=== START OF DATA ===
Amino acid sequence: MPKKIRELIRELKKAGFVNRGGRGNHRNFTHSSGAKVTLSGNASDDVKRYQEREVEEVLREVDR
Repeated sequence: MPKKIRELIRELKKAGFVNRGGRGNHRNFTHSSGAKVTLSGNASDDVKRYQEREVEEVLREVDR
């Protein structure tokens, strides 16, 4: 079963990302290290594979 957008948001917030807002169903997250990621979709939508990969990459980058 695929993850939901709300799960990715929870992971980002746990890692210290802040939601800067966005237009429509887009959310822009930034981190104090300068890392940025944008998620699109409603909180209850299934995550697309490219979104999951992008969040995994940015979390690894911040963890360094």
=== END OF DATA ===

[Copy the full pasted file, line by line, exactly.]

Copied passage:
Amino acid sequence: MPKKIRELIRELKKAGFVNRGGRGNHRNFTHSSGAKVTLSGNASDDVKRYQEREVEEVLREVDR
Repeated sequence: MPKKIRELIRELKKAGFVNRGGRGNHRNFTHSSGAKVTLSGNASDDVKRYQEREVEEVLREVDR
């Protein structure tokens, strides 16, 4: 079963990302290290594979 957008948001917030807002169903997250990621979709939508990969990459980058 695929993850939901709300799960990715929870992971980002746990890692210290802040939601800067966005237009429509887009959310822009930034981190104090300068890392940025944008998620699109409603909180209850299934995550697309490219979104999951992008969040995994940015979390690894911040963890360094």